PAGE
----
Saturday, March 29, 2014

Japan Number 1 in men and women's ice skating with Hanyu and Mao Asada both taking gold!

Mao No 1 after long program (Julia No2, Carolina No 3) 

Feb 22, 2014; Sochi, RUSSIA; Mao Asada of Japan performs in the figure skating gala exhibition during the Sochi 2014 Olympic Winter Games at Iceberg Skating Palace. Mandatory Credit: James Lang-USA TODAY Sports
Two-time world champion Mao Asada had a disappointing run in the 2014 Winter Olympics in Sochi, Russia, so she was hoping to bounce back in a big way during the World Figure Skating Championships being held at the Saitama Super Arena in her home country of Japan.
Asada did just that by bouncing back with an incredible short program that landed her in first place with a new world record score of 78.66, which topped the 78.50 set by Yuna Kim in the Vancouver Games.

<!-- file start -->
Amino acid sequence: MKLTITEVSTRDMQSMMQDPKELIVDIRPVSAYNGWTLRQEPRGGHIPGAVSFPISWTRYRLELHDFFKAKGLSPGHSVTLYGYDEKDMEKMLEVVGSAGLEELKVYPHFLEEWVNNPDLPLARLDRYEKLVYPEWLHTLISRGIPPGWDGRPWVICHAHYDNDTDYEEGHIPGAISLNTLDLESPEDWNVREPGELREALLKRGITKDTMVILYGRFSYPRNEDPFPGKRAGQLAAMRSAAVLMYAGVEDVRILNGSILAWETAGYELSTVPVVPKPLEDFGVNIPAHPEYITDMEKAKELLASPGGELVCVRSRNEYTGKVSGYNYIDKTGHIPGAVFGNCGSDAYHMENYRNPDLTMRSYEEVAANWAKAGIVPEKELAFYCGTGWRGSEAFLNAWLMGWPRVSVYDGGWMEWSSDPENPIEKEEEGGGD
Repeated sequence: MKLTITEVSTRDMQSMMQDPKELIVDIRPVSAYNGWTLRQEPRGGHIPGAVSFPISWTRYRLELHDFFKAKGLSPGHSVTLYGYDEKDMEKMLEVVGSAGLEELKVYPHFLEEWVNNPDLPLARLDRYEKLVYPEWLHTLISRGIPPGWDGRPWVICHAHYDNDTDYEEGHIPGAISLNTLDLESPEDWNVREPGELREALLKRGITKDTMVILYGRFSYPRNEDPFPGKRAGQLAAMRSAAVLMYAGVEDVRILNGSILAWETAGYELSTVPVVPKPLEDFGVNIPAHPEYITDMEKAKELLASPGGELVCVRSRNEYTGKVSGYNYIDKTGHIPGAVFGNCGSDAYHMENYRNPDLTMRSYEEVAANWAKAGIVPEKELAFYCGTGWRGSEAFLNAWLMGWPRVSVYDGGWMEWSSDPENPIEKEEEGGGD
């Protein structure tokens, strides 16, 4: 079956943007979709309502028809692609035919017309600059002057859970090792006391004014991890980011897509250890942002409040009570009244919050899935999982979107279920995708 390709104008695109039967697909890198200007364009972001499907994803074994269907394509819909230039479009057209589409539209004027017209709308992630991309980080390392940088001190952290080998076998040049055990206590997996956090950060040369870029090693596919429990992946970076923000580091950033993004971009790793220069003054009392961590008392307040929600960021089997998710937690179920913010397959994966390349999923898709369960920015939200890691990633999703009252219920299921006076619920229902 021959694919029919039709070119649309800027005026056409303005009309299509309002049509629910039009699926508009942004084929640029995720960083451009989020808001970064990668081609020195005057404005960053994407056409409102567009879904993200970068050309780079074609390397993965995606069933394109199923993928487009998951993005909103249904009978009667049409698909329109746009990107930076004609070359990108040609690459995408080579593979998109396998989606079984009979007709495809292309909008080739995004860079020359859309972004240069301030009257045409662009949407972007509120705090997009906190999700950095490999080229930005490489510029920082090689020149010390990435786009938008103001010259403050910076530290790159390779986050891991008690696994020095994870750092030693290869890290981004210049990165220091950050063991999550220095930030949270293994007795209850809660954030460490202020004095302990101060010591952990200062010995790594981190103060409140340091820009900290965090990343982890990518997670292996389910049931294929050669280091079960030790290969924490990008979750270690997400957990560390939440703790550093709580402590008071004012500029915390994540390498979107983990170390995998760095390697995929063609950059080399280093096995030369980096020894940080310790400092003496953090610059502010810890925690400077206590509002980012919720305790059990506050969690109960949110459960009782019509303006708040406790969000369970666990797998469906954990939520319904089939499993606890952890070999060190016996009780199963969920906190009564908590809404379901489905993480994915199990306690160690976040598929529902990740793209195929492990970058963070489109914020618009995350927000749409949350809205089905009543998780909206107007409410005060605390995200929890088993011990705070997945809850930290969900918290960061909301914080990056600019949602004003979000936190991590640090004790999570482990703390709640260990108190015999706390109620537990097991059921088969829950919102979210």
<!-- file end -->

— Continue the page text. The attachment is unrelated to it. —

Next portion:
Second-place after the short program went to Olympic bronze medalist Carolina Kostner with a 77.24, which was a new personal record by three points.
Kostner was the only Sochi medalist to compete in the ladies individual event after silver medalist Yuna Kim retired and gold medalist Adelina Sotnikova decided to pull out of the event last week to rest.
With Sotnikova out, all eyes from Russia were on 16-year-old sensation Yulia Lipnitskaya who came out in third-place.
Gracie Gold was the top finishing American in fifth-place. Ashley Wagner finished in seventh, while Polina Edmunds landed in 12th.
Here are the top seven finishers after the ladies short program on Thursday morning:
1. Mao ASADA JPN 78.66
2. Carolina KOSTNER ITA 77.24
3. Yulia LIPNITSKAYA RUS 74.54
4. Akiko SUZUKI JPN 71.02
5. Gracie GOLD USA 70.31
6. Anna POGORILAYA RUS 66.26
7. Ashley WAGNER USA

Hanyu delivers splendid free skate, overtakes Machida for world title

Sendai native becomes first man to earn Olympic and world titles in same year since 2002

Sochi Olympic champion Yuzuru Hanyu came from behind in dramatic fashion to capture his first world championship on Friday night at Saitama Super Arena.